An honest reading of Scripture will show that God is not opposed to religion or to its "rules and rituals".  After all, He established just such a religion in ancient Israel!  The Torah (first five books of the Old Testament) is full of all sorts of commands (six hundred and thirteen, to be exact!) and detailed rituals involving sacrifice, purification, etc.  Yes, God gave the Israelites a rather complex religion, complete with ceremonies, clergy, heirarchy and plenty of "do's and dont's".  But He never intended it to be a substitute for a relationship with Him.  Rather, the ancient Israelite religion was meant to be an expression of their covenant relationship with God.

Nor was Jesus opposed to "religion", for the Gospels tell us that Our Lord Himself observed the Judaism of His time.  He kept all the Commandments contained in the Law of Moses (Galatians 4:4) and worshipped God every Sabbath in the synagogue liturgy:  "And he came to Nazareth, where he had been brought up; and he went to the synagogue, as his custom was, on the sabbath day.  And he stood up to read" (Luke 4:16; also Mark 1:21; 6:2; Luke 6:6; John 6:59).

Jesus also made the pilgrimage to Jerusalem for major festivals (Luke 2:41-42; John 2:13; 5:1; 7:2-10; 10:22-23) and celebrated the Passover Seder (Luke 22:7-15), a ritual meal complete with written prayers and hymns.  No, Christ was not opposed to organized religion and rituals.  Nor did such religious observances interfere with His personal relationship with God the Father; rather, they were seamlessly integrated into it.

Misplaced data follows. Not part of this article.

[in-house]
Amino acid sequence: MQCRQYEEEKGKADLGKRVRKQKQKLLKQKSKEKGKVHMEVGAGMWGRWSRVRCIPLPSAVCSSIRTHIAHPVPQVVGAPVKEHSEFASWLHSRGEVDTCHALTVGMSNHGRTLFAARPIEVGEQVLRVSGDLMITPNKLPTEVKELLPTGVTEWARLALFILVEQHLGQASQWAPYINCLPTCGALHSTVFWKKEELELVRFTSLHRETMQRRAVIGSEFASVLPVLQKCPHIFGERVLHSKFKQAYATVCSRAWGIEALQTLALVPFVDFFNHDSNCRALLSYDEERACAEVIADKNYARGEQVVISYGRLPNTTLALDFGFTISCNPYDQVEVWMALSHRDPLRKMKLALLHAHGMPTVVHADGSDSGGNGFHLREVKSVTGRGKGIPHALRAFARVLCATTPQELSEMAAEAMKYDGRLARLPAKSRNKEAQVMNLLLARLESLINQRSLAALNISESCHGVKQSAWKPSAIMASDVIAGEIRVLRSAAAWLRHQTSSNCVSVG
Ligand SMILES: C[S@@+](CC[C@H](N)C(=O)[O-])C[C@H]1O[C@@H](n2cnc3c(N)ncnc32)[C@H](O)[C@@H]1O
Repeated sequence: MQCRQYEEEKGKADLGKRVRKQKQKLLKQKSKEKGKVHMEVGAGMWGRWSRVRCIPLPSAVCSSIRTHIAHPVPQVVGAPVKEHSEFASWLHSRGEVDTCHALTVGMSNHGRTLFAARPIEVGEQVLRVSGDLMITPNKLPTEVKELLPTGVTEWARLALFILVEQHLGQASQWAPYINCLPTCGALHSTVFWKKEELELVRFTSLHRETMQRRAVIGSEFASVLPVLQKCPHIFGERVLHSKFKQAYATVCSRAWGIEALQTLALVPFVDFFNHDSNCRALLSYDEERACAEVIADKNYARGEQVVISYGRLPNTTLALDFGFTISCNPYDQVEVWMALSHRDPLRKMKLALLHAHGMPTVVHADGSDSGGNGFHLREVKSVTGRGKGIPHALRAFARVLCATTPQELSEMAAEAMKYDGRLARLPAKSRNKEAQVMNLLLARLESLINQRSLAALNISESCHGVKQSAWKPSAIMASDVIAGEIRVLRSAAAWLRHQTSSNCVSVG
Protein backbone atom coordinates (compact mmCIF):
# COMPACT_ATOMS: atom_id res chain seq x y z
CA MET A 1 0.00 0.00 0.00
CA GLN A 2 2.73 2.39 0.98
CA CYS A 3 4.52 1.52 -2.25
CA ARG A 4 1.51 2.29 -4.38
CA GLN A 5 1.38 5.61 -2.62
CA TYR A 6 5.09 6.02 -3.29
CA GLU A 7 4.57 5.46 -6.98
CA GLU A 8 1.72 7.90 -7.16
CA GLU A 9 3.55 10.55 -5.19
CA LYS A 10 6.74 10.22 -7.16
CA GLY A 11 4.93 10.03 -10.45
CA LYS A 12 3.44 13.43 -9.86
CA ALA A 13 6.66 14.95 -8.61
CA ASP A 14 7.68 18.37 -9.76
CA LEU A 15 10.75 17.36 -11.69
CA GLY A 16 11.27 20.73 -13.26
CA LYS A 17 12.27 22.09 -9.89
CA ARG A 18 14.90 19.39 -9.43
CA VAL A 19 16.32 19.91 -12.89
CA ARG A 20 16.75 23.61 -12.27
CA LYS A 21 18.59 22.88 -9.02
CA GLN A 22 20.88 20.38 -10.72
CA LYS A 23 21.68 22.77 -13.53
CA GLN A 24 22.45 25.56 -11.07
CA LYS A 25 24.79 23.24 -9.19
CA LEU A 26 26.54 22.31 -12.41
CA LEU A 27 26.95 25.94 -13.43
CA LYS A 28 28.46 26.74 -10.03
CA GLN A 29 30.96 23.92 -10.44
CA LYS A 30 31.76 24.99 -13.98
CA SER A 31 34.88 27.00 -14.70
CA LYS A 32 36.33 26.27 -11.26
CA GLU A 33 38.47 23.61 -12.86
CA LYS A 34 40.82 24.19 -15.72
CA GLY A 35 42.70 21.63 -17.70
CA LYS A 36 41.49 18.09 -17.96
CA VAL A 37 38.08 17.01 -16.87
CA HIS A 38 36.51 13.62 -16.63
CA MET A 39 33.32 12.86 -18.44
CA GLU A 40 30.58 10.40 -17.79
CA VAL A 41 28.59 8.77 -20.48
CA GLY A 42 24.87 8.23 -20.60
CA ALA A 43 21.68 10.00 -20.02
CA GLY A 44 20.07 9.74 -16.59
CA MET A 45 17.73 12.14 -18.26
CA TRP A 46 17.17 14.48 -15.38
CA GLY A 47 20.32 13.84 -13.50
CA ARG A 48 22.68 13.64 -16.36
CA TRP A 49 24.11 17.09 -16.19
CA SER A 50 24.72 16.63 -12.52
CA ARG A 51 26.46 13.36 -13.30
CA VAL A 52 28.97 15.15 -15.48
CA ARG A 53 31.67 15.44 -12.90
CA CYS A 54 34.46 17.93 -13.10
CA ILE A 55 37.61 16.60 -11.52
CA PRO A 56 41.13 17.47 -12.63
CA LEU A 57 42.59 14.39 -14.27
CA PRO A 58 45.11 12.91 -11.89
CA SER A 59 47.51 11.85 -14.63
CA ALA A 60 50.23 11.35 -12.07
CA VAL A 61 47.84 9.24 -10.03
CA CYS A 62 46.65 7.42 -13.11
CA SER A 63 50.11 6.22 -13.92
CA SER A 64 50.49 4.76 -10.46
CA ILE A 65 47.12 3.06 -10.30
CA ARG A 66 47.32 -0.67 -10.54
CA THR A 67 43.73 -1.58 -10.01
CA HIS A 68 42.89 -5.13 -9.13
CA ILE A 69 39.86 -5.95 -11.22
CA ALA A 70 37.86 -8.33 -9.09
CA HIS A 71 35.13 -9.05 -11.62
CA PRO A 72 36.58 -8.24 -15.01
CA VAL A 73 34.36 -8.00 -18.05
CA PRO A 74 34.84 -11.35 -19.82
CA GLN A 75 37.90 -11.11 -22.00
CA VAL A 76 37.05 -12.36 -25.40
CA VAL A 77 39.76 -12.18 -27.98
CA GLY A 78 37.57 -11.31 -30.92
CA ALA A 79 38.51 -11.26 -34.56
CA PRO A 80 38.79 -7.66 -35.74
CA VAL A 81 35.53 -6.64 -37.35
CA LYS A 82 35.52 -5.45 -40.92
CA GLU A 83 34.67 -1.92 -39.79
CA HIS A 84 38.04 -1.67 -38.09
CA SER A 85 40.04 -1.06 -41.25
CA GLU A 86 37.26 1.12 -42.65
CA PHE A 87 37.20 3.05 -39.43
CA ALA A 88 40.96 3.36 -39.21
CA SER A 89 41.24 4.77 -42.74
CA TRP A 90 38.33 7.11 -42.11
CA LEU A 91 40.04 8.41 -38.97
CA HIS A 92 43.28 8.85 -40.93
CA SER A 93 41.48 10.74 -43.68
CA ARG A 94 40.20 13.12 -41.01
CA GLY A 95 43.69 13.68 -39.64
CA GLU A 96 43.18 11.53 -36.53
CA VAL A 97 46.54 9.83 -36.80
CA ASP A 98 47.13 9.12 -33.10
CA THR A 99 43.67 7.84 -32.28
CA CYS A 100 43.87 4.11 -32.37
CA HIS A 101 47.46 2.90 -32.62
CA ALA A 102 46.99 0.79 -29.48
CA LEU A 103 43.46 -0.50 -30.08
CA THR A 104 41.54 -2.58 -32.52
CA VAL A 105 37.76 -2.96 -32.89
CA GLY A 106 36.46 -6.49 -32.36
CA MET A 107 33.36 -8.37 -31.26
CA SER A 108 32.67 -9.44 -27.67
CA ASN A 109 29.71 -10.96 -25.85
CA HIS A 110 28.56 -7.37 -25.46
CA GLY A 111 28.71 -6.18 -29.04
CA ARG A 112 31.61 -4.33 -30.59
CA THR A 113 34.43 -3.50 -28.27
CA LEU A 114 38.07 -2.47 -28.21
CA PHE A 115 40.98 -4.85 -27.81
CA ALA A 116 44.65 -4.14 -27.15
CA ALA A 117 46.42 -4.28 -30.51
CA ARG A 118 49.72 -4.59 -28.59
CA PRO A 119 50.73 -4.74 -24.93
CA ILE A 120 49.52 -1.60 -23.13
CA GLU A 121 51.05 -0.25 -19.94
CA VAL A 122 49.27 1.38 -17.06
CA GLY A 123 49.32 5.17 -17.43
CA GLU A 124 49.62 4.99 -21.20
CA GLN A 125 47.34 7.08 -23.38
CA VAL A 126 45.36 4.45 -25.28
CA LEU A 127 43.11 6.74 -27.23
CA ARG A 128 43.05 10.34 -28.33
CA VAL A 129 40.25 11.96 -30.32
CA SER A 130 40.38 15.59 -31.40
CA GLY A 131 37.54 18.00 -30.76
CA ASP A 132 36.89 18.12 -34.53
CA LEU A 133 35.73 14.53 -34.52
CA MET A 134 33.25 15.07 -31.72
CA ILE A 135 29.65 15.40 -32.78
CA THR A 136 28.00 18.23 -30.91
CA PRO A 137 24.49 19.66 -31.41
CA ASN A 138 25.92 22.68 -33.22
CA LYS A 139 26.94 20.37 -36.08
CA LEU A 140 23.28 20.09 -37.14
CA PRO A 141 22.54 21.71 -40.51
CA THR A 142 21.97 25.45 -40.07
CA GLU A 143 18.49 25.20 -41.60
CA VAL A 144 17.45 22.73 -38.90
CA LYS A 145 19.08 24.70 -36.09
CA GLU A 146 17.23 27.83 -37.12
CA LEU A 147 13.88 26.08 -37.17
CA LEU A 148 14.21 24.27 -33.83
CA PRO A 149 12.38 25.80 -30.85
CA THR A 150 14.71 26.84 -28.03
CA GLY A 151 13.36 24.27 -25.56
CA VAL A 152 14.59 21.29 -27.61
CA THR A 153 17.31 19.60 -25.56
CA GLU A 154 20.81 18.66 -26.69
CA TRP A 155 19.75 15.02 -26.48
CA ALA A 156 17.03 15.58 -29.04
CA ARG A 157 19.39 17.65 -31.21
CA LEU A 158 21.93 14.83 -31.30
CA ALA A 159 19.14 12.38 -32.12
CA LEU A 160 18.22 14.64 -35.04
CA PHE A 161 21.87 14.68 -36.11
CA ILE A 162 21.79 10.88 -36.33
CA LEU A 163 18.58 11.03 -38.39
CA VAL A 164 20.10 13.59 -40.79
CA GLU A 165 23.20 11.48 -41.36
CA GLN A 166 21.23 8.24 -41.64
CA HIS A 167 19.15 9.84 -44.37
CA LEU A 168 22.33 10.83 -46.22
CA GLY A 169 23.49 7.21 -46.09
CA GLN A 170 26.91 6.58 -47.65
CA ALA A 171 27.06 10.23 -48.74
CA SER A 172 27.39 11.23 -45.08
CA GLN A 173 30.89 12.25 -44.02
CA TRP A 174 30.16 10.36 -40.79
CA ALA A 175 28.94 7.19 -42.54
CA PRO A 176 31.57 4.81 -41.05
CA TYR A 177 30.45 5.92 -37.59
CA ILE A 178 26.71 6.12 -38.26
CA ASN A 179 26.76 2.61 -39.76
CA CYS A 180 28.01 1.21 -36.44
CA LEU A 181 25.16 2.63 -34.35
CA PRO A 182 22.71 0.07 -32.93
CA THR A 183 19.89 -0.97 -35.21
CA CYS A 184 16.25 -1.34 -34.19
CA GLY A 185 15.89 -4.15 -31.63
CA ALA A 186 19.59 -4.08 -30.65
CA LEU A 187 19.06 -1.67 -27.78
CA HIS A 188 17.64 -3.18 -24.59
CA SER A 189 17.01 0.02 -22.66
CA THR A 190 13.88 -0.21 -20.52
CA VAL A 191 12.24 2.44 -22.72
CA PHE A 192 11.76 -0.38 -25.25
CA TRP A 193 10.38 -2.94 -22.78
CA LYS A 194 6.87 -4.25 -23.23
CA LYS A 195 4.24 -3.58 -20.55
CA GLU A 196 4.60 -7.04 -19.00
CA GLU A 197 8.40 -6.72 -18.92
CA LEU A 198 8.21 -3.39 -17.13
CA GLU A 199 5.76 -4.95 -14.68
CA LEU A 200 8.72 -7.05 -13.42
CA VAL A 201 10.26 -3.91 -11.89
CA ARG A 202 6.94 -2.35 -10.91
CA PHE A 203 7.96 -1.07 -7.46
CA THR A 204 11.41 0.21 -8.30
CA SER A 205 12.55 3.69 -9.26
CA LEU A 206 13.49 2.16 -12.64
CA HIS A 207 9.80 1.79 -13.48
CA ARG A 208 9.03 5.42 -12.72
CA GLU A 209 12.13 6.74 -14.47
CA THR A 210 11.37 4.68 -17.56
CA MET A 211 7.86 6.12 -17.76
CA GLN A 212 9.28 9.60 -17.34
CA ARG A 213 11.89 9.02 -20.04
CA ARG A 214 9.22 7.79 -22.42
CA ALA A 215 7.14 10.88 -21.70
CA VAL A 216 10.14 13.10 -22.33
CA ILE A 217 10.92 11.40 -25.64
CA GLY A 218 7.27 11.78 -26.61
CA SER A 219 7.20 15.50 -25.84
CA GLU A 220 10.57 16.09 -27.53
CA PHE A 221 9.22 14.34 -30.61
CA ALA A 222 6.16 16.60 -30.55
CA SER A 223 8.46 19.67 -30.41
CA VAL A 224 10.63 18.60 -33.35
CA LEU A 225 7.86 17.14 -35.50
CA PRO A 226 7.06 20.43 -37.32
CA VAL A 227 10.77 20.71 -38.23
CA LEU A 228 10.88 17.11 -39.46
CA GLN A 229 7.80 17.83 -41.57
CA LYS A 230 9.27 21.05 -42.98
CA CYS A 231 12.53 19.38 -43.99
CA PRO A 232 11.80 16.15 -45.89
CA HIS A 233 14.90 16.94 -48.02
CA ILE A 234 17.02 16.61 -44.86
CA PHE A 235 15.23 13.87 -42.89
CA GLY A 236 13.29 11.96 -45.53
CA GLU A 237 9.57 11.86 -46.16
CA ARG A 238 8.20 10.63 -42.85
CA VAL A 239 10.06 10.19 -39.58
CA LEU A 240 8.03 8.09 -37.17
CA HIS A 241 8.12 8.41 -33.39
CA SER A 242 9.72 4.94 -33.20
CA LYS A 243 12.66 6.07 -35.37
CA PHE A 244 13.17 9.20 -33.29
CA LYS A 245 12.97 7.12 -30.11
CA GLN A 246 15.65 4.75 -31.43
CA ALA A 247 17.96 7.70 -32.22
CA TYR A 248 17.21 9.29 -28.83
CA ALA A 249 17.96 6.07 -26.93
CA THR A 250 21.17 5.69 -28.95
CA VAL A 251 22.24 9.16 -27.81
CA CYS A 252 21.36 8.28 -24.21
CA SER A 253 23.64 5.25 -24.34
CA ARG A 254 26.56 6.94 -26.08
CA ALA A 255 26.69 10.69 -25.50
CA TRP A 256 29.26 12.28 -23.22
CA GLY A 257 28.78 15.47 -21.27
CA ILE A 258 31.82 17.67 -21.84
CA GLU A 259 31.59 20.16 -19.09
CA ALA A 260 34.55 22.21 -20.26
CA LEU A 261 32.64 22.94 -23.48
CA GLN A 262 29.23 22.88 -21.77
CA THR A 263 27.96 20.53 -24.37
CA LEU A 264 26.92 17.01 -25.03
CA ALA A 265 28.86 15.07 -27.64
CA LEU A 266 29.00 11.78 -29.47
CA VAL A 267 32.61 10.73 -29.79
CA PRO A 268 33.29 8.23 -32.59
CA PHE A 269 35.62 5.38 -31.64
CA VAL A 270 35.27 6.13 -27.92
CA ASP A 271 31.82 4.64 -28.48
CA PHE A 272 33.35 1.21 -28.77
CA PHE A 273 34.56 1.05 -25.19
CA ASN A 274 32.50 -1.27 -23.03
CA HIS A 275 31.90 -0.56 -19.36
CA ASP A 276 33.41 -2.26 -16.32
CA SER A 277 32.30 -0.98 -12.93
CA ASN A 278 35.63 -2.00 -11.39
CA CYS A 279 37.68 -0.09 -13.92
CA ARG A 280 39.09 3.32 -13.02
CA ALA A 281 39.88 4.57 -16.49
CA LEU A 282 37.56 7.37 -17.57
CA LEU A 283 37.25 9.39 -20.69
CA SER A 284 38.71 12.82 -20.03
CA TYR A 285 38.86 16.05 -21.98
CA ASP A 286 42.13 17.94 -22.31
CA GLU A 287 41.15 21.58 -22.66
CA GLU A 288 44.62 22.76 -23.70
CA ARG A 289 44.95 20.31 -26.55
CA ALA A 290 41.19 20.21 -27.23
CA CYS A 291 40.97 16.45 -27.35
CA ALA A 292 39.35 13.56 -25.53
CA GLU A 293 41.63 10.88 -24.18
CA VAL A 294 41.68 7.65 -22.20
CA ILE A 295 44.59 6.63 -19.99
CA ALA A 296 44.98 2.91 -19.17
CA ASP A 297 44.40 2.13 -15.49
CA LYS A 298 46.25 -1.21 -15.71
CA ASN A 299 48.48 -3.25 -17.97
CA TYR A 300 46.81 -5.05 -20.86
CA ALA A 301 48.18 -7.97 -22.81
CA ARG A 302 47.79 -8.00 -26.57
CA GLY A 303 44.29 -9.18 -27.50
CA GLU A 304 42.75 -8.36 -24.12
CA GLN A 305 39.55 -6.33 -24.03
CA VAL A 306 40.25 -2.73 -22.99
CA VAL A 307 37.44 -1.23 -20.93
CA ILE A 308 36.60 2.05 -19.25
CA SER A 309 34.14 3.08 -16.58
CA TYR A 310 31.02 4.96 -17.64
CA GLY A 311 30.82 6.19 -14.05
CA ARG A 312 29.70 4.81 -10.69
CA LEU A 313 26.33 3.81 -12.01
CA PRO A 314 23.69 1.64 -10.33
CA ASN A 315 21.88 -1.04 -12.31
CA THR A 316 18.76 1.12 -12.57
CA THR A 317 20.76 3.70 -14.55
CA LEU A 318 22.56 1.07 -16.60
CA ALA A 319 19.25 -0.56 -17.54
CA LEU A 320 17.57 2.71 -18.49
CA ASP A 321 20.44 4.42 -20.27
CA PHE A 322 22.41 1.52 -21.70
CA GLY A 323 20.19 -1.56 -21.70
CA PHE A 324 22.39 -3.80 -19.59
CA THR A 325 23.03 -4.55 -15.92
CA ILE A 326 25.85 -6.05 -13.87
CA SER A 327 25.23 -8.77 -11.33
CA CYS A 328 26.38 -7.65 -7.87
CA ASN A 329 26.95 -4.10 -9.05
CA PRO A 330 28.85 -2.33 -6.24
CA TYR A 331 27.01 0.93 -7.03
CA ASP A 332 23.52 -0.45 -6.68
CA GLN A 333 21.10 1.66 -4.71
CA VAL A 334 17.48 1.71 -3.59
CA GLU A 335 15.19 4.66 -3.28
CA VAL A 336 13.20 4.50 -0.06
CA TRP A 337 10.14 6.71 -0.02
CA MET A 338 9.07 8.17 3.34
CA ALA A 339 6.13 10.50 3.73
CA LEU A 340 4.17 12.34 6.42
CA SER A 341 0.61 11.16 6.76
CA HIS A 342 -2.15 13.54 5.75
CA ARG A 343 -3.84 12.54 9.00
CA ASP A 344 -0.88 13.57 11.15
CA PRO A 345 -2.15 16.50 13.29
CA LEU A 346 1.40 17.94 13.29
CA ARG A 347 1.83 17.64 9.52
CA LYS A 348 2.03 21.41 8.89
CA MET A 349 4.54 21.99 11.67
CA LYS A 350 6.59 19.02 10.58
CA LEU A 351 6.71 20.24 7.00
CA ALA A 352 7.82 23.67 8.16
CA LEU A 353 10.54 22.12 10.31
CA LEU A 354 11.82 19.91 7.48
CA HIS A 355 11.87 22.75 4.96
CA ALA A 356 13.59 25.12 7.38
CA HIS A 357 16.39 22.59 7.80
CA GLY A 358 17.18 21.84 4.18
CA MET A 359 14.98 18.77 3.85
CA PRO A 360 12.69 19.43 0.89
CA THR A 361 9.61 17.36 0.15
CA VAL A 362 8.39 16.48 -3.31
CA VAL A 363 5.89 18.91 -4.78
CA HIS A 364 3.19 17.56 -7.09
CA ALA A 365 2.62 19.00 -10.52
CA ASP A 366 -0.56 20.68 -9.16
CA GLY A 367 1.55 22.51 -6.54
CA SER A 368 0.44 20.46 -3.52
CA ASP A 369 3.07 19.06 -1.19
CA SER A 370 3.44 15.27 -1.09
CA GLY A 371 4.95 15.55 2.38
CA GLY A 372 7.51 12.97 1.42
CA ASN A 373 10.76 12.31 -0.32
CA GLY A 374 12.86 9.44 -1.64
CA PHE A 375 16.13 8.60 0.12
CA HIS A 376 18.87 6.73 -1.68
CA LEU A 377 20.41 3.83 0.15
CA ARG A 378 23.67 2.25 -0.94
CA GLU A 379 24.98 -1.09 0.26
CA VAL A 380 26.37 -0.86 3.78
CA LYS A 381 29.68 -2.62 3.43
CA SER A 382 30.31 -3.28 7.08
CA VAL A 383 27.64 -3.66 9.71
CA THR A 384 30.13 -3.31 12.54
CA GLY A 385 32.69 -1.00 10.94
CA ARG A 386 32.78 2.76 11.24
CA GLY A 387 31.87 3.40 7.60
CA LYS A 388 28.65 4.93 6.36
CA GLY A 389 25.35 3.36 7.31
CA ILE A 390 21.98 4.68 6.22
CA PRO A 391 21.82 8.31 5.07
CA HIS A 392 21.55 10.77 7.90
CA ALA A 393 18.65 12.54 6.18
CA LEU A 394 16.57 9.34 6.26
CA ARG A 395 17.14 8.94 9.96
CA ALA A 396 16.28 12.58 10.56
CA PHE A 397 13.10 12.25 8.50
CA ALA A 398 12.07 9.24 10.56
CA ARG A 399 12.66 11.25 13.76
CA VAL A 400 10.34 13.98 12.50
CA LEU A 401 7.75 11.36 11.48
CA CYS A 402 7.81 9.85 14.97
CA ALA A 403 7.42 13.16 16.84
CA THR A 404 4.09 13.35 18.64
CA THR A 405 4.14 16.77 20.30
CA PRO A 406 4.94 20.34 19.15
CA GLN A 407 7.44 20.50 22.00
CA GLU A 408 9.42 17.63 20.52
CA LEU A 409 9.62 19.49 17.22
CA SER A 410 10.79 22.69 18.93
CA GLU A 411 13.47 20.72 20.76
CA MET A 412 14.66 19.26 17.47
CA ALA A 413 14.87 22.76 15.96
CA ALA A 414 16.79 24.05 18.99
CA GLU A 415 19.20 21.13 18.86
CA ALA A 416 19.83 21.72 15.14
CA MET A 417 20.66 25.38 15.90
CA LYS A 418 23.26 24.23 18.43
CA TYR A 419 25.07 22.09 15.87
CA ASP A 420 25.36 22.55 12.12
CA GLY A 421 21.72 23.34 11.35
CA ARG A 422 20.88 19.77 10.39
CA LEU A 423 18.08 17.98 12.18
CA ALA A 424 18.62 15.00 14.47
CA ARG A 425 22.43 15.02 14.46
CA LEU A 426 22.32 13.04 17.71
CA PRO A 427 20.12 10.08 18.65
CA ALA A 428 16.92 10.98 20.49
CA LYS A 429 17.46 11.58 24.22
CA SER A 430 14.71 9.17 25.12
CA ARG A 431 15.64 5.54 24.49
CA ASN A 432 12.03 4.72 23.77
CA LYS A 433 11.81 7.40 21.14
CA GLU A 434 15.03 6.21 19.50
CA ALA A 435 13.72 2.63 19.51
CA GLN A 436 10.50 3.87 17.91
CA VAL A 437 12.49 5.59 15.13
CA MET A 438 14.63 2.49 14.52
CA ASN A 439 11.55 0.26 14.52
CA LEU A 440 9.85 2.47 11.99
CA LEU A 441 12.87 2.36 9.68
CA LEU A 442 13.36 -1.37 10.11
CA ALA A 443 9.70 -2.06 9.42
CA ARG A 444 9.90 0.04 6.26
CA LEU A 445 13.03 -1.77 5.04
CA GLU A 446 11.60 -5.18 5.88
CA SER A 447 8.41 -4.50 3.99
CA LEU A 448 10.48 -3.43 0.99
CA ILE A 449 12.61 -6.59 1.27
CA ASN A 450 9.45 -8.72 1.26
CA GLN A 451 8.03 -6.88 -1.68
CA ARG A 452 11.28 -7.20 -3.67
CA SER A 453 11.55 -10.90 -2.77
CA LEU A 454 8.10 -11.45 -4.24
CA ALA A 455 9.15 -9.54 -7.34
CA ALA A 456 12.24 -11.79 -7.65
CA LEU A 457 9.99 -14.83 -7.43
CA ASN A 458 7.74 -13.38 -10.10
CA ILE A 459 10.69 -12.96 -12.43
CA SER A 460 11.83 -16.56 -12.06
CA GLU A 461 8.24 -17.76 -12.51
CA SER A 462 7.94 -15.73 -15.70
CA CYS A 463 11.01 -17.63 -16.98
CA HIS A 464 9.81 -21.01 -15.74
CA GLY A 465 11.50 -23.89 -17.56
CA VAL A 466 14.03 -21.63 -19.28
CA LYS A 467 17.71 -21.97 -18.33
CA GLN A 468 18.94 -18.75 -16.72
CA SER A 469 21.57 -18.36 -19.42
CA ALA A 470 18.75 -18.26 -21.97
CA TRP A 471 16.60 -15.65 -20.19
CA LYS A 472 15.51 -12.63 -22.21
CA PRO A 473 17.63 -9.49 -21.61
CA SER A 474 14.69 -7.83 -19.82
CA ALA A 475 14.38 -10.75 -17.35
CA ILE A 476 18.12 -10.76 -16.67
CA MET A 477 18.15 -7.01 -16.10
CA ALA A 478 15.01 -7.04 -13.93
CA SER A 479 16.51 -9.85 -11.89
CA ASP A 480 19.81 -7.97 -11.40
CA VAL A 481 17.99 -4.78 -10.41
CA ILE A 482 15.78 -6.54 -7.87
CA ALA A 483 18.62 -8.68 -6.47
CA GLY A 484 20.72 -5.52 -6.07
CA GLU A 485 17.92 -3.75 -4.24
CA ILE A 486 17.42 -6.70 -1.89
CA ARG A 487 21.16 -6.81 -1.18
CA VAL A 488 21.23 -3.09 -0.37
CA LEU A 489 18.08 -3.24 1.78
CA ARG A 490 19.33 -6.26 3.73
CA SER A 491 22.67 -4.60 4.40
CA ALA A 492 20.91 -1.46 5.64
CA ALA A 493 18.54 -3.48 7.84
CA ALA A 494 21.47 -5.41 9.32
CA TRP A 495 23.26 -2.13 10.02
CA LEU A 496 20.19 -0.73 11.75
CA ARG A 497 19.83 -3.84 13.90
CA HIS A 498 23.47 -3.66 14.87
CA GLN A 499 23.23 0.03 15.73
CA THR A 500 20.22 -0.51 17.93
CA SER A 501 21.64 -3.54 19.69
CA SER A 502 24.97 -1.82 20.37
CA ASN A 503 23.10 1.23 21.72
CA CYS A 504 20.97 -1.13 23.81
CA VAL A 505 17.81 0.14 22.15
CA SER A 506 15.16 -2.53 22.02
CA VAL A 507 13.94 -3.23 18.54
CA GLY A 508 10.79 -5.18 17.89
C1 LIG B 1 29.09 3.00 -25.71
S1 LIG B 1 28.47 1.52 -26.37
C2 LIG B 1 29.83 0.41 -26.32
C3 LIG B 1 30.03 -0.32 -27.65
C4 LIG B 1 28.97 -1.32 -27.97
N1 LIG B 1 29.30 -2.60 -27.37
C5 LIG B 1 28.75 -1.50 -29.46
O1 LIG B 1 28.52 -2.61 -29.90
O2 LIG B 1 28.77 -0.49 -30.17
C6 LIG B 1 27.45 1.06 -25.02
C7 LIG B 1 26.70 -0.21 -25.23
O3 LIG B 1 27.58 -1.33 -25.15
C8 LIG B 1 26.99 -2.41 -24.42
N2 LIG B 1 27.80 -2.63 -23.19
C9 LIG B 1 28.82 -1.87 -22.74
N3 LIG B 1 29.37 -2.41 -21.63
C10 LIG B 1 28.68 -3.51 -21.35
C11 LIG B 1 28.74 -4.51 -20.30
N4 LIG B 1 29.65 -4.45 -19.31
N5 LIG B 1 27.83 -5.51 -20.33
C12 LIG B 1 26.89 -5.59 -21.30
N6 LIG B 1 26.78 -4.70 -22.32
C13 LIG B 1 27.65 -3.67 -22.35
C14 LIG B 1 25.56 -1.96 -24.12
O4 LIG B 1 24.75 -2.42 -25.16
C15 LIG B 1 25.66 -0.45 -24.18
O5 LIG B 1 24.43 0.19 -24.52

(When Jesus rebuked the scribes and Pharisees, He was only condemning the empty religiosity which He perceived in some of them.  He was neither condemning the Jewish religion itself nor religion in general!  Notice that He prefaces His strongest words against the religious leaders by telling the crowds to observe the teachings of the scribes and Pharisees because they "sit on Moses' seat" [Mt 23:2].  That means they have religious authority over the people!)

After He ascended into heaven, His disciples followed His example.  They went to the Temple daily to worship God until they were kicked out (Luke 24:52-53; Acts 3:1), and met daily in each others houses then later in the catacombs.  Scripture records the following about the earliest believers, right after Pentecost:

"So those who received his word were baptized, and there were added that day about three thousand souls.  And they devoted themselves to the apostles' teaching and fellowship, to the breaking of bread and the prayers....And day by day, attending the temple together and breaking bread in their homes, they partook of food with glad and generous hearts, praising God and having favor with all the people" (Acts 2:41-47).
So the infant Church had doctrine (the apostle's teachings), rituals (Baptism and "breaking of bread"), communal prayer and temple worship.  Don't those sound like the elements of a religion?  Yet it was a joyful religion, not a cold, empty religiosity; for it was part of their vital relationship with the Risen Lord.  "The breaking of bread and the prayers" refers to the beginning of the Eucharistic Liturgy, the very heart of every Catholic's relationship with Jesus Christ!

If God ordained the ancient Israelite religion, if Jesus observed it, and if the early Christians had religious rituals, then religion cannot be bad or opposed to a relationship with God.  The whole "religion -vs- relationship" dicotomy is a human platitude invented by certain American Evangelicals.  Christianity is not "either a religion or a relationship", it's "both a religion and a relationship"!

Redefining Religion